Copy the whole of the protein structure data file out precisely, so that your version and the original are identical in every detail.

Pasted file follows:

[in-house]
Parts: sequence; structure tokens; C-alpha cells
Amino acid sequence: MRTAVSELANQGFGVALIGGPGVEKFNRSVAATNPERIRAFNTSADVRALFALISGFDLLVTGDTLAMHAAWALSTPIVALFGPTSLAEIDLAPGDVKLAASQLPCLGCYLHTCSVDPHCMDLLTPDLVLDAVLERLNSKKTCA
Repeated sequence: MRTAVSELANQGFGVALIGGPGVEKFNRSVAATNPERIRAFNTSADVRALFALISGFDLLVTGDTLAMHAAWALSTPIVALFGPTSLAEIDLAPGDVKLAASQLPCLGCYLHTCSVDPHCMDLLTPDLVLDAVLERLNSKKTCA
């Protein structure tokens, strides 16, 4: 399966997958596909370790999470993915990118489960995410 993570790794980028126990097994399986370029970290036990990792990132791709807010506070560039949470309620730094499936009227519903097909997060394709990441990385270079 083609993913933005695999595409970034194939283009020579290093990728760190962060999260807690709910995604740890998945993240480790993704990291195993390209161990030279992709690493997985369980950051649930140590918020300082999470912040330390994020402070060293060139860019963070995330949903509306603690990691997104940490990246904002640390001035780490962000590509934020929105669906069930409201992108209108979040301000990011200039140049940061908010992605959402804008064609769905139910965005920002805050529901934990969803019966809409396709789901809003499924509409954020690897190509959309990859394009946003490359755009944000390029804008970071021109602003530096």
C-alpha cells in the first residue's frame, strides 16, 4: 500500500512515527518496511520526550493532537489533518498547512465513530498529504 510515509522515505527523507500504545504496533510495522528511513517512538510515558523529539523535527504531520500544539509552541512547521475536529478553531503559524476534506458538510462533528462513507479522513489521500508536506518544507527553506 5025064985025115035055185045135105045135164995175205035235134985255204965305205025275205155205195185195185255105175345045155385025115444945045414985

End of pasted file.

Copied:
[in-house]
Parts: sequence; structure tokens; C-alpha cells
Amino acid sequence: MRTAVSELANQGFGVALIGGPGVEKFNRSVAATNPERIRAFNTSADVRALFALISGFDLLVTGDTLAMHAAWALSTPIVALFGPTSLAEIDLAPGDVKLAASQLPCLGCYLHTCSVDPHCMDLLTPDLVLDAVLERLNSKKTCA
Repeated sequence: MRTAVSELANQGFGVALIGGPGVEKFNRSVAATNPERIRAFNTSADVRALFALISGFDLLVTGDTLAMHAAWALSTPIVALFGPTSLAEIDLAPGDVKLAASQLPCLGCYLHTCSVDPHCMDLLTPDLVLDAVLERLNSKKTCA
């Protein structure tokens, strides 16, 4: 399966997958596909370790999470993915990118489960995410 993570790794980028126990097994399986370029970290036990990792990132791709807010506070560039949470309620730094499936009227519903097909997060394709990441990385270079 083609993913933005695999595409970034194939283009020579290093990728760190962060999260807690709910995604740890998945993240480790993704990291195993390209161990030279992709690493997985369980950051649930140590918020300082999470912040330390994020402070060293060139860019963070995330949903509306603690990691997104940490990246904002640390001035780490962000590509934020929105669906069930409201992108209108979040301000990011200039140049940061908010992605959402804008064609769905139910965005920002805050529901934990969803019966809409396709789901809003499924509409954020690897190509959309990859394009946003490359755009944000390029804008970071021109602003530096």
C-alpha cells in the first residue's frame, strides 16, 4: 500500500512515527518496511520526550493532537489533518498547512465513530498529504 510515509522515505527523507500504545504496533510495522528511513517512538510515558523529539523535527504531520500544539509552541512547521475536529478553531503559524476534506458538510462533528462513507479522513489521500508536506518544507527553506 5025064985025115035055185045135105045135164995175205035235134985255204965305205025275205155205195185195185255105175345045155385025115444945045414985